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You can spot the humpbacks off the coast of Gladstone from June to August as they migrate north through the Great Barrier Reef to mate and give birth. They return past Gladstone from about September with their calves as they swim south to colder, food-rich waters near Antarctica for the summer. Check out our fact sheet for more of the low-down!

 

Humpback whale profile
Scientific name
Megaptera novaeangliae
Endangered status
Vulnerable under the Commonwealth Environment Protection and Biodiversity Act 1999, and Queensland's Nature Conservation Act, 1992
Life span
Known to live for more than 90 years
Classification
Mammal
Diet
Carnivore
Habitat
Ocean

​The humpback (dolphin) of Gladstone!

The Australian humpback (Sousa sahulensis) is one of two species of coastal dolphin found in the waters around Gladstone. The Australian humpback is quite pale in colour as you can see in the photo below.

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The Australian humpback dolphin is carnivorous and likes to eat fish, crustaceans (such as prawns and crabs) and cephalopods (like octopus and squid).

Because of the variety in their diet, you could find an Australian humpback grabbing a bite to eat around mangroves out in Gladstone Harbour or near local reefs. They are also regularly sighted in Auckland Inlet and around Spinnaker Park.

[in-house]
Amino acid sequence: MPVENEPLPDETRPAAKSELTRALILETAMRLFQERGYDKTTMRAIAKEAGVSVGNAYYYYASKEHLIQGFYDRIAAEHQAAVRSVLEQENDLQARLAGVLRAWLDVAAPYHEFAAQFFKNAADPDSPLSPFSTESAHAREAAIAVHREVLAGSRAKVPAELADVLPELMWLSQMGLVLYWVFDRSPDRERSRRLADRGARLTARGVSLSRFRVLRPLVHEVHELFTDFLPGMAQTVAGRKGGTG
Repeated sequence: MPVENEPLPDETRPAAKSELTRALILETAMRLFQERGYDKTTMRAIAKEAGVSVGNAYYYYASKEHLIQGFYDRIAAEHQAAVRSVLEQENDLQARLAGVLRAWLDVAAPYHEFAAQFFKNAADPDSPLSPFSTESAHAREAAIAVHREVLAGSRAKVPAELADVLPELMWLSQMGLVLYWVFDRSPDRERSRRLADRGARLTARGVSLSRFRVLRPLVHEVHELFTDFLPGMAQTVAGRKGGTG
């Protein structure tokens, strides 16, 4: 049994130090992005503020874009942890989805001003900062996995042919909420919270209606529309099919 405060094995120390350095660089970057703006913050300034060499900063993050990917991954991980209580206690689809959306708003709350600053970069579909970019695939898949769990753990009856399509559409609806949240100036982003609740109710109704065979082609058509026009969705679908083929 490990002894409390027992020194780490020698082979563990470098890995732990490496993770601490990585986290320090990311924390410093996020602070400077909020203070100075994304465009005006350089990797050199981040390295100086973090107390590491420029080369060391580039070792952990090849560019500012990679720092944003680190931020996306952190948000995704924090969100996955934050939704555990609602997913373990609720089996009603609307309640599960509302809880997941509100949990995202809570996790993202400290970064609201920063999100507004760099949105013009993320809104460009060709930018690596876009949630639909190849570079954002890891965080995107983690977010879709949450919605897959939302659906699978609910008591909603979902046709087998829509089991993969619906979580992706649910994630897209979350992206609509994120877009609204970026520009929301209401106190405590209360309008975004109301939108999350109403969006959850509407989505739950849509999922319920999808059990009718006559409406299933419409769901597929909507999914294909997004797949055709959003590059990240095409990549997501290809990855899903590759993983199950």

Check out our fact sheet on dolphins to learn more about their history, health, and habitats!

Australian humpback profile
Scientific name
Sousa sahulensis
Endangered status
Near threatened under the Queensland Nature Conservation (Wildlife) Regulation 2006
Life span
Known to live for more than 30 years
Classification
Mammal
Diet
Carnivore
Habitat
Coastal areas​ of northern Australia

The adorable and unique Australian snubfin

The Australian snubfin dolphin (Orcaella heinsohni) is the one of the two coastal dolphin species common to the Gladstone area.

Although the Australian snubfin and the Australian humpback have a lot in common, these two dolphins look very different. The snubfin dolphin is more portly than other Australian dolphins, is pale to dark brown in colour, and has shorter, rounded snout and fins, as shown in the picture below.

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The home range of the Australian snubfin is quite small — about 300 km2, or about half the size of Curtis Island — and centred on coastal waters north of Balaclava Island and west to the Fitzroy River.


Australian snubfin dolphin profile
Scientific name
Orcaella heinsohni
Endangered status
Near threatened under Queensland's Nature Conservation (Wildlife) Regulation 2006
Life span
Known to live for more than 30 years
Classification
Mammal
Diet
Carnivore
Habitat
Coastal areas​ of northern Australia
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Click here for the crossword solution